The popular story of how low-carb diets work goes something like this: Reducing your carbohydrate...
Let me introduce myself. My name is Mark Sisson. I’m 63 years young. I live and work in Malibu, California. In a past life I was a professional marathoner and triathlete. Now my life goal is to help 100 million people get healthy. I started this blog in 2006 to empower people to take full responsibility for their own health and enjoyment of life by investigating, discussing, and critically rethinking everything we’ve assumed to be true about health and wellness...Tell Me More
Hardboiled eggs are a perfect snack, but even a perfect snack can get boring sometimes. This recipe offers a slight variation—and, oh, what a difference! A mild-flavored hard-boiled egg turns into an umami flavor bomb. This egg practically melts in your mouth, thanks to a yolk that is creamy and runny instead of dry and chalky. The soft, rich middle is a delicious contrast to the salty flavor and firm texture of the outer egg white.
Try a soft-boiled egg once, and you might never go back to hard-boiled. The change is easy to make—simply boil the eggs a few minutes less. Eggs are the ultimate Primal food source, full of protein, healthy fats, and a variety of vitamins and minerals. The more ways you can enjoy them, the better. A carton of soft-boiled tamari and kombu eggs is a healthy and easy go-to snack to keep in the fridge.
Guacamole is an easy sell. Put a bowl out at a party, and immediately the entire group is hovering over the bowl ready to dip in. So, imagine what might happen when a bowl of bacon guacamole is served. Stand back—this is a flavorful, high-fat snack that people are going to run towards.
Basic guacamole doesn’t really need a recipe. In essence, it’s just avocados, lime and salt. However, if your usual go-to has tasted a little ho-hum lately, this recipe will guide you back to an amazing bowl of guacamole. Ripe avocados are mashed with shallot, garlic, cilantro, lots of lime, and yes, bacon. Bacon is the perfect salty, crunchy topper for guacamole.
Today’s guest recipe is served up by a good friend to Mark’s Daily Apple—Maria Emmerich, well-known author and health blogger.
I grew up overweight and unhealthy. I love food and I will always love food. I have just decided to make keto my lifestyle, not only for me but my whole family.
Planning ahead has helped me stick to this lifestyle and keep the weight off for over a decade. One downfall I suffered from in the past was dinner parties and family gatherings where I had nothing healthy to eat so I would fall off the wagon, which often derailed me from my lifestyle for too long. Too many times I have gone to a family gathering or dinner party to be dissapointed at the keto options served at the table. To keep me prepared, I always love to bring an appetizer and a dessert to share. As a hostess, I am always grateful when a guest offers to bring a dish to pass, and I find that every time I offer to bring something the host is more than happy that I help out.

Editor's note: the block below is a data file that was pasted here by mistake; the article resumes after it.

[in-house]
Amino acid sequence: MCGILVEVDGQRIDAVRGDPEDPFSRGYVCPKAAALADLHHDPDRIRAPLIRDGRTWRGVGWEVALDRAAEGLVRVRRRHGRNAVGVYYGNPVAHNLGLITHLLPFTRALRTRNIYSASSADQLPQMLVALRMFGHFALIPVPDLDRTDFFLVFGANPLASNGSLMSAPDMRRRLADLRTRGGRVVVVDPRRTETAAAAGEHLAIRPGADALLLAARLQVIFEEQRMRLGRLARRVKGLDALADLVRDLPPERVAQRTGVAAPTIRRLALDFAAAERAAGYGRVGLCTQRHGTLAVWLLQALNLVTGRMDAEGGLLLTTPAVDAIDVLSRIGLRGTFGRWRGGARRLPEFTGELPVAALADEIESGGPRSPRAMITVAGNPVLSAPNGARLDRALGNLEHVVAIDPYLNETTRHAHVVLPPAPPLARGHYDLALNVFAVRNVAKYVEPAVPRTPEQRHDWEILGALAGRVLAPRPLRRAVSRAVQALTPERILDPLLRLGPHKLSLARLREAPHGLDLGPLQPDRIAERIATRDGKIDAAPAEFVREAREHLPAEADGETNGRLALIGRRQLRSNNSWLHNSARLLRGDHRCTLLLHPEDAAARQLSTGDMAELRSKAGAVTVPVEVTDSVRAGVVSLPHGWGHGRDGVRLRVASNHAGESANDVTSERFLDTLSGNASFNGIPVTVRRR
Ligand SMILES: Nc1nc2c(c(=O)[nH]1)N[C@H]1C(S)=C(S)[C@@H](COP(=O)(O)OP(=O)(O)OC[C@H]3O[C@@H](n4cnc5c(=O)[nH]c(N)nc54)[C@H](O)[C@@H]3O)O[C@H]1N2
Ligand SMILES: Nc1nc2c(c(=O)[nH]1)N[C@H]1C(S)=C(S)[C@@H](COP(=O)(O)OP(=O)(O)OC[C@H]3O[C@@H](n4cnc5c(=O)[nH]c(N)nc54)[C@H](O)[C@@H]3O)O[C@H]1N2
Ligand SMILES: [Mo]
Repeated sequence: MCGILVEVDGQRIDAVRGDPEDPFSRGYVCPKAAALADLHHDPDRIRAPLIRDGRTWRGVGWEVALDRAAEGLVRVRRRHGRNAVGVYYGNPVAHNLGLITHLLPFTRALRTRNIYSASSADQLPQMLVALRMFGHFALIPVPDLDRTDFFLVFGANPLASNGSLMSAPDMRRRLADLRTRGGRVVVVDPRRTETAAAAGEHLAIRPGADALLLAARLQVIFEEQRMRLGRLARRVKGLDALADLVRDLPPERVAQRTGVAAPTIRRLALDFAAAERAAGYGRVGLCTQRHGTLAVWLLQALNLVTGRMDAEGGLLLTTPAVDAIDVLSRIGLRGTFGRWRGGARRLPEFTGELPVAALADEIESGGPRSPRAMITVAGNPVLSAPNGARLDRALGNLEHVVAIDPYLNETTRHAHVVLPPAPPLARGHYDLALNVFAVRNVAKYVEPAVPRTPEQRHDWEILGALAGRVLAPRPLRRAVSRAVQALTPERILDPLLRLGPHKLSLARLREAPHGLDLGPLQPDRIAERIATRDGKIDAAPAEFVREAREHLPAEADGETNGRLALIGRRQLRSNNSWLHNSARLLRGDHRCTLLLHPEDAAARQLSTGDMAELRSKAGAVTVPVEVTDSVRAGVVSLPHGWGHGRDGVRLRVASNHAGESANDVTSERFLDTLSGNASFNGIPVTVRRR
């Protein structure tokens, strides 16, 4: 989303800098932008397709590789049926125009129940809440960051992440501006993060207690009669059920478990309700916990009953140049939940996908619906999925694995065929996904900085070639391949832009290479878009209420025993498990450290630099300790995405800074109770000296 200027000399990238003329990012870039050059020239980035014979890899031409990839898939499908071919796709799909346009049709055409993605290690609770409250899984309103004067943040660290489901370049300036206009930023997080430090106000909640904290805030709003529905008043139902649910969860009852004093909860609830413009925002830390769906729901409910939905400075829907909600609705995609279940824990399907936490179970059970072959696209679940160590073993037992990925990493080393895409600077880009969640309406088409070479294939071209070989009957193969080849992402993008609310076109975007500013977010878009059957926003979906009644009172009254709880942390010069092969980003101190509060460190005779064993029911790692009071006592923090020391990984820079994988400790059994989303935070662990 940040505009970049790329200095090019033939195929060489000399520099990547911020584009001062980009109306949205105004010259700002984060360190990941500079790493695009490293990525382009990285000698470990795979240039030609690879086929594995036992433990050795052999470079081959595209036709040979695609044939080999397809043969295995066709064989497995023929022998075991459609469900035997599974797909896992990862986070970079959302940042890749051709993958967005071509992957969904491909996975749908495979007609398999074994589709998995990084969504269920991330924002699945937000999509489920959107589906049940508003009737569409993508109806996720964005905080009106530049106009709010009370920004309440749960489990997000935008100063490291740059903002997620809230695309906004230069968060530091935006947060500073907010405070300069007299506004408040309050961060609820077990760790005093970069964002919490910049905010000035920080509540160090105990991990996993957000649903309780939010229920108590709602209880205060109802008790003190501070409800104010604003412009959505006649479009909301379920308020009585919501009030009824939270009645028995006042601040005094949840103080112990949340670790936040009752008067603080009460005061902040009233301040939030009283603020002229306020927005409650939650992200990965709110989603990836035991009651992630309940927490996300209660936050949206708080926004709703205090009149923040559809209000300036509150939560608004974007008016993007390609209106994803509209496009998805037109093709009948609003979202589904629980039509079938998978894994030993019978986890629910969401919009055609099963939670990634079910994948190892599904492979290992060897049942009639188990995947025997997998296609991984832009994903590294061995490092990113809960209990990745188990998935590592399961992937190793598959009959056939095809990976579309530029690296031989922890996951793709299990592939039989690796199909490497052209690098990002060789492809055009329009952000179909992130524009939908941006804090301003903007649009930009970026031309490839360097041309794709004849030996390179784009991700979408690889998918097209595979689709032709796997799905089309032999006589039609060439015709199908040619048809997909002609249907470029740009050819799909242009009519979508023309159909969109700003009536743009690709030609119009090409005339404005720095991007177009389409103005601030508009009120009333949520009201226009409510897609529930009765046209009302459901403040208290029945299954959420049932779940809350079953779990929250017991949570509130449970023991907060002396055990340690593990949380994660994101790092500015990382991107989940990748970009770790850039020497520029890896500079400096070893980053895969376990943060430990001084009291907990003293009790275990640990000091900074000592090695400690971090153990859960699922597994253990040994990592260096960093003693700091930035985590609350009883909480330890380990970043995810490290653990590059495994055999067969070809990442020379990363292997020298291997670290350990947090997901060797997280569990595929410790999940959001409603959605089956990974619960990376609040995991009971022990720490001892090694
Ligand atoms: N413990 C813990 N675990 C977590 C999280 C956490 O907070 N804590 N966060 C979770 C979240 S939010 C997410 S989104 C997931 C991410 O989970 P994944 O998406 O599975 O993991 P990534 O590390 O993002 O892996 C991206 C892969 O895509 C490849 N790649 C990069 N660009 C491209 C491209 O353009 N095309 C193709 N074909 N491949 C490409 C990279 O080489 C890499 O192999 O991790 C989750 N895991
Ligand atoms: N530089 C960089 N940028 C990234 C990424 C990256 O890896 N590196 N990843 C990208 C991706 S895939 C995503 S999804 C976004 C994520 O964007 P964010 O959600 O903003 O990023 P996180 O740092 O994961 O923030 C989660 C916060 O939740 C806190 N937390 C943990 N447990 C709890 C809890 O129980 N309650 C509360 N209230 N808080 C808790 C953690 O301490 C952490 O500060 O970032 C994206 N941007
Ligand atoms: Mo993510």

This Primal recipe for wonton soup will save you time and unnecessary carbs. Just skip the wonton wrappers—it’s as simple as that. Instead, roll the ground pork filling into tiny meatballs and drop them directly into a pot of simmering broth. In a few minutes, the juicy little meatballs flavored with tamari, ginger and sesame oil are done. Ladle the gluten-free won ton soup into a bowl, garnish with scallions, and dinner is served.
The broth for this wonton soup is easy to make and deeply flavorful. Just take chicken stock and simmer briefly with ginger, green onions, and kombu. Kombu is a type of seaweed sold in dried strips. It adds minerals (like iodine, magnesium, manganese and iron) to broth. It also adds very subtle umami flavor. Kombu is a great supplemental food to keep in your panty. It keeps almost indefinitely and can be added to any type of soup without noticeably affecting the flavor. It’s a really easy way to get some of the health benefits of seaweed, without actually eating seaweed.
Here we have the rare Primal recipe that tells you to forgo homemade and instead use three store-bought condiments: Korean gochujang, kimchi, and PRIMAL KITCHEN™ Mayo. With this trio of ingredients, you can whip up a wildly flavorful shrimp appetizer. Plus, you’ll get some beneficial probiotic bacteria with every bite.
To make this addictive recipe, you’ll marinate shrimp in Korean gochujang, a fermented chili paste with a spicy and slightly sweet flavor. On the side, finely chopped kimchi is blended with Primal Mayo to make a full-flavored, pungent and creamy sauce for dipping. Quick, easy and delicious!
Today’s guest recipe was written by George Bryant, author of The Paleo Kitchen and founder of Civilized Caveman.
I’m elated to share this recipe with you, but first let me introduce myself. I’m George Bryant, a.k.a. Civilized Caveman, and you can check me out at my home base, Civilized Caveman Cooking. My passion is helping people to achieve their goals and dreams and to live a life they love. I do this in our Hugs & Bacon Tribe, teaching people weight loss, fat loss, movement, mindset, and so much more.
But enough chit chat… Let’s talk about ranch dressing. Looking at this recipe, you might think it’s about the peppers or filling. It’s not! This recipe was created for one reason and one reason only: so I would have an excuse to eat more of this ranch dressing.